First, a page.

Black History Month is observed every February to commemorate the important people and momentous events in African-American history. Hotspots honors Black History Month by profiling black LGBT people who have made noteworthy achievements in their personal or professional lives.
(born March 1, 1966)
Don Lemon was born on March 1, 1966 in Baton Rouge, Louisiana. He was interested in becoming a television reporter from a young age, and he pursued his dreams by majoring in broadcast journalism at Louisiana State University and also at Brooklyn College in New York City. His first job, in college, was as a news assistant at WNYW in New York City. After graduation, he worked as an investigative reporter and anchor at many stations across the country, including WCAU in Philadelphia, KTVI in St. Louis and WBRC in Birmingham, Alabama.
In the early 2000s, he started working for NBC News from their head bureau in New York City. In this capacity, he worked as a correspondent on Today and NBC Nightly News and eventually worked his way to becoming a permanent anchor on Weekend Today and on the 24-hour news channel MSNBC. NBC offered him a job as anchor at one of their owned-and-operated affiliates, WMAQ in Chicago, where he worked for three years.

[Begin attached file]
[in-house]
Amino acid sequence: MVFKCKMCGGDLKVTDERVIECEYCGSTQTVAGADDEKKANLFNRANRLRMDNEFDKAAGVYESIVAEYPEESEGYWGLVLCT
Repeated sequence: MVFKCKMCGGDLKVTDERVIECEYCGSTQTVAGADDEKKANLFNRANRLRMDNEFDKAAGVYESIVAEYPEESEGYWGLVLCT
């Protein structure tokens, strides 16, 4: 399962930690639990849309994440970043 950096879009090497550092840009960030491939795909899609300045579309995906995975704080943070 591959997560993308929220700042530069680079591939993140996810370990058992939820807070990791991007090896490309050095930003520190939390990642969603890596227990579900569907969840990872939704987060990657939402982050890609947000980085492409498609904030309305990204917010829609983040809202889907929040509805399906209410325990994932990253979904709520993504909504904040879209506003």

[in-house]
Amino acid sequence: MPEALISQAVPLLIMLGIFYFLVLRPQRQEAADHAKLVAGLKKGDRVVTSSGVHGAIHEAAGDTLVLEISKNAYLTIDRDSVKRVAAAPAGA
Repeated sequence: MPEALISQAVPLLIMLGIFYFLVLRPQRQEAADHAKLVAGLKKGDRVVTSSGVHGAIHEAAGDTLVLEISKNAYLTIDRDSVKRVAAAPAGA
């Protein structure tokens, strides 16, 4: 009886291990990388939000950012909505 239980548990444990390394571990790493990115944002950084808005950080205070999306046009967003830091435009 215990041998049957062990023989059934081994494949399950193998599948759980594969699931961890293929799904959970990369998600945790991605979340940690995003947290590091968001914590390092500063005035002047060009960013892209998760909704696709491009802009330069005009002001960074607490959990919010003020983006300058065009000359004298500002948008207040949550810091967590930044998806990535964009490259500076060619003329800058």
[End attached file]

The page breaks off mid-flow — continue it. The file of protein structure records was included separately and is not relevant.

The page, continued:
In 2006, he started working for CNN in Atlanta as a full-time anchor, a job he still holds today. For his work at CNN, he was nominated for a number of awards relating to his coverage of the AIDS crisis in Africa. He has also received an Emmy Award and an Edward R. Murrow Award for his coverage of real estate in Chicago and the Washington D.C. sniper attacks, respectively.
One of the most public faces of the news outlet, Don Lemon has been discussed extensively in social media for his reporting, garnering headlines for his outspoken nature and criticized in others for injecting subjective opinions into the pieces he covers. More than ten of his reports from 2014 ended up trending on Twitter, leading Philadelphia Magazine to call Lemon “America’s first reality news star.”
In 2011, he released a memoir, Transparent, in which he came out to the public as a gay man. He has been recognized by The Advocate and GLAAD for his work to combat homophobia in the African-American community. In addition, he has been named to Out Magazine’s Power List and Ebony Magazine’s list of the top 150 most influential black people in the United States.